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BC NDP plan will make it impossible to cancel the $1 billion Royal BC Museum plan

The BC NDP government is thinking ahead with their push to begin the Royal BC Museum demolition just months before the next Provincial election. Strategically planned preventing the opposition from cancelling the mega project if they win power in the next election.

According to newly released details Wednesday, May 25, 2022, the schedule to hit the exhibition hall in March 2024. The next election is October 19 of that year.

Tourism Minister Melanie Mark denied she’s denied she was trying to rush it through even with a flood of public backlash that the government should be instead spending the money on fixing the family doctor crisis, easing high gas prices, or building more affordable housing and child care spaces.

On Wednesday, when asked about the timeline “Government is about making choices,” Mark said, “And we have made it clear our government wants to protect our collective history.”

The BC Liberals want to stop the museum rebuild for a different option.

Since the Royal NC Museum rebuild was announce BC Liberal leader Kevin Falcon has vowed to toss what he calls a “tone-deaf billion-dollar museum vanity project”, and opt with doing smaller, less expensive, safety upgrade to the existing 50-year-old facility.

“This half-baked project must be cancelled before it’s too late, and the money reinvested in people,” Falcon said Wednesday.

However the planned construction schedule may pose difficulties if he wins office with multiple structures already demolished.

“If that was the motivation, then shame on John Horgan and the NDP,” said Liberal MLA Todd Stone.

“British Columbians should know that if they do proceed, and they do demolish this museum prematurely, what they’re essentially doing is putting a big gaping hole in downtown Victoria that will be there for 10 years.”

Royal BC Museum Business case

The big reveal of the Royal BC Museum business case to justify the project risks and design assumptions redacted and blacked out.

The government did release the business case on Wednesday — with key sections about costs, labour agreements, project risks and design assumptions redacted as secret.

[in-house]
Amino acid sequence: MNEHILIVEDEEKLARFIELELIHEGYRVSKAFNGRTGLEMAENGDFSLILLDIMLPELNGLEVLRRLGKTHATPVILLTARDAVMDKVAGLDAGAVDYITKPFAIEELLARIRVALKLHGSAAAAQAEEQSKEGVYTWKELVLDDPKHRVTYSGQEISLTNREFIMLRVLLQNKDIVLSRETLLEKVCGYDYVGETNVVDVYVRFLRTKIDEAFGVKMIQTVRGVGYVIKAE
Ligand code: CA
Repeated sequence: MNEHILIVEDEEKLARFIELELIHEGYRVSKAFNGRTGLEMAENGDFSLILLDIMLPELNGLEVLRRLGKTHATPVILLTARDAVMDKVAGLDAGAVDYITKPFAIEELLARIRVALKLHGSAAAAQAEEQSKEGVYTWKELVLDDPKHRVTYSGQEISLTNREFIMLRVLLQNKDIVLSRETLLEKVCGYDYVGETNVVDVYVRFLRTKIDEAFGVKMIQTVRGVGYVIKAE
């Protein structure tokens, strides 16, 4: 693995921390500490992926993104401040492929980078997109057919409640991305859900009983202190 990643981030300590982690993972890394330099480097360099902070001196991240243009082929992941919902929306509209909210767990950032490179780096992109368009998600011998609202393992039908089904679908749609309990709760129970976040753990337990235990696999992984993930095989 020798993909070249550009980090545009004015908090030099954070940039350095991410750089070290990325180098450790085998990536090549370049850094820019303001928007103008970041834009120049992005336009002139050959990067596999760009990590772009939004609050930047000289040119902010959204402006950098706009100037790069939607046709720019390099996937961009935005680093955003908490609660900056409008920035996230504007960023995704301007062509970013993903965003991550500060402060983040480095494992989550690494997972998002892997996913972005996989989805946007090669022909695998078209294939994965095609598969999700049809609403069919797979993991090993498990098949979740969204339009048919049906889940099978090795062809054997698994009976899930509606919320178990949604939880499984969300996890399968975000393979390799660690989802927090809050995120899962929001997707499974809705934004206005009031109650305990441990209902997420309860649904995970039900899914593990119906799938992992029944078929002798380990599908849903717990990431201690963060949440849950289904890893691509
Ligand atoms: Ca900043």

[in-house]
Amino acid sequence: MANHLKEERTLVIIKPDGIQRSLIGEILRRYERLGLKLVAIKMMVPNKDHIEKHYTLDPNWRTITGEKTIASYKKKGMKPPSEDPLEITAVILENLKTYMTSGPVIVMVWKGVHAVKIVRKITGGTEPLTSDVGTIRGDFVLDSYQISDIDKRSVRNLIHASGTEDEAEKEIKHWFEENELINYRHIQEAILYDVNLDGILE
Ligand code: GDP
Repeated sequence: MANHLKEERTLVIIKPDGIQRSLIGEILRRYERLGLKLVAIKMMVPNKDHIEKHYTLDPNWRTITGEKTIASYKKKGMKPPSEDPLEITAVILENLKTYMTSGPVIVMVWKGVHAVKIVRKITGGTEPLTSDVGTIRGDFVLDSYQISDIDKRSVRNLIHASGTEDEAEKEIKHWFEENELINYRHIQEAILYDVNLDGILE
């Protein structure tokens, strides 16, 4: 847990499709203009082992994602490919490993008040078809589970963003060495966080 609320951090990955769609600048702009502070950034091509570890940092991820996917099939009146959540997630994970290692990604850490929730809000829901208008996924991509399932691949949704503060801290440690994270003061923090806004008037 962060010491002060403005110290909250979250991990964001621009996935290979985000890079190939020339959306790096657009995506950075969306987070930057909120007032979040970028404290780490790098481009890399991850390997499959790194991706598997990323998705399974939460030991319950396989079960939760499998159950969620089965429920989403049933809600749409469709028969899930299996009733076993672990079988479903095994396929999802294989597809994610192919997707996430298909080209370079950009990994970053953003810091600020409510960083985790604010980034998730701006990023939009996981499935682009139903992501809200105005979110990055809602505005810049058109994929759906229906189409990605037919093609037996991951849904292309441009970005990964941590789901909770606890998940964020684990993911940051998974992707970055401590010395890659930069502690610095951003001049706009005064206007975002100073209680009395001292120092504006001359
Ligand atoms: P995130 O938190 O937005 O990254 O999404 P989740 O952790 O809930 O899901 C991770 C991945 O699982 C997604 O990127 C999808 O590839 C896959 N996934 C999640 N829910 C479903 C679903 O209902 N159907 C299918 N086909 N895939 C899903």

Seismic risk is the defense for the rebuild

Expert assessments of the museum buildings’ seismic condition were included in the business case documents on Wednesday. According to the documents there was structural and non-structural seismic assessments, and the results show buildings are rated as high seismic risk

However, there are 48 BC school districts with average school seismic ratings that are on par with or worse than the Royal BC Museum, putting children in classrooms at risk of death.

Some schools in Delta, Richmond, Vancouver, Burnaby, North Vancouver, West Vancouver, Chilliwack, Abbotsford, Langley, and Surrey are currently at a higher risk of collapsing in an earthquake than the museum in the Lower Mainland.

Karin Kirkpatrick, B.C. Liberal education critic, said the price tag for a new museum would cover the costs of reconstructing the Fraser Canyon community of Lytton, which was largely devastated by fire in June 2021, as well as seismically updating half of the province’s schools.

The government’s seismic upgrade program for schools is going as anticipated, according to Education Minister Jennifer Whiteside, and is unaffected by Horgan’s museum announcement last week.

In February 2022, BC government announced $3.1 billion for new schools and seismic upgrades on education over a three-year period.

Government rests its case

The BC government just doesn’t care and appears the release of the business case this week is end of argument and will go ahead with its plans to rebuild.

But it has done little to dampen its critics or lift the public mood.

“This has been a public relations disaster,” said BC Green MLA Adam Olsen.

“At a time when British Columbians are struggling with an affordability crisis, the government has chosen to build the most expensive museum ever constructed in Canada

“It is no wonder the public response has been overwhelmingly negative. The BC NDP have failed to bring people along in a process that has been ongoing for years.”

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